Mother’s Day

Did anyone celebrate Mothers’ Day last weekend? It certainly is a made for America holiday- setting up expectations for gifts, phone calls and fancy brunches or dinners. All the ads featuring perfect family moments made me emotional. I  knew those were fantasies for the movies; yet I secretly wished something similar would happen to me.

I remember my first Mother’s Day. My baby was 10 months old and still nursing. I was home with her every day. The first three months were the toughest, but we had gotten to a point where she had a more predictable routine and I was enjoying playing with her, taking her for walks and making baby talk. My husband knew how hard I was working to take care of her and he made me hand-painted card with the most wonderful words of praise and appreciation of what a good mom  I was. The flowers and gift card were nice tokens of his admiration, but the love and respect he had for me were priceless. I realized that even though being a mom is tough, I was doing my best and my efforts were recognized.

Over the next few years, the kids started to give me cards and gifts they made at nursery school. I would get hugs and kisses and some presents my husband helped them pick out. This cute little celebration was fun and we often attended the Tulip Festival on the afternoon. It was a great family activity to do together, complete with kiddie rides, crafts and fair food.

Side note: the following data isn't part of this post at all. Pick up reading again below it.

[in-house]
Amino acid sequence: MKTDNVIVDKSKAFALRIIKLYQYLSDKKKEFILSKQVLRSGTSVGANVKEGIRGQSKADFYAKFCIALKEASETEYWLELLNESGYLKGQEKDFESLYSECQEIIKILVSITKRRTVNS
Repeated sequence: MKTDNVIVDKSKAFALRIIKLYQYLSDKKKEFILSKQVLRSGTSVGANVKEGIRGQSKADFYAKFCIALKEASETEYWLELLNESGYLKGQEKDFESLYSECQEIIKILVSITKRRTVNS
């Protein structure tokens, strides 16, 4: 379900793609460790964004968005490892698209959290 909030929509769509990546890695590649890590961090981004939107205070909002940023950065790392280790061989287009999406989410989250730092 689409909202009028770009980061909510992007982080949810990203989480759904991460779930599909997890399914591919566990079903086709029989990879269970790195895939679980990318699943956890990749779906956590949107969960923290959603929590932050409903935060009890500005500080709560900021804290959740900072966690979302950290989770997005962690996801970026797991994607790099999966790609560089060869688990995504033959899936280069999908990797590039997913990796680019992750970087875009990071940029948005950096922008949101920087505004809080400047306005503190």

By the time the kids got to grade school, they started questioning the fairness of Mother’s Day. Why wasn’t there a son or daughter day? Didn’t they deserve recognition too? We tried to start our own holidays for each of them, letting them pick a restaurant or activity and giving them a few presents. However, when they decided they didn’t want to return the appreciation the following year, we dropped them all.

No mom wants to force her child to give her gifts or praise. We are too good to make them lavish attention on us. Besides, forcing them to follow the protocol would result in something that doesn’t feel right because it is not given out of love. At that point it is better to ignore the holiday and remind ourselves that it was concocted by retailers.

Instead I turn my attention to my own mother or mother-in-law. I try to show them my love and respect year round- not just on one day of the year. Mothers deserve that every day and by the time the children are adults they should not need commercial reminders to show appreciation or affection for their moms.

I did send each of my moms a card around Mother’s Day, but the words I wrote were probably more meaningful than the token gift. So while I admit I fell into the trap, at least I know that these exchanges happen randomly throughout the year, as they should- and not just on a dictated day.

To all the moms out there whose children are at that age of defiance between dependence and maturation, hang in there and keep doing your job. When they are adults with children of their own, they will finally appreciate all you have done for them.  And now that Mother’s Day is over, I can go back to watching tv without all those touching commercials.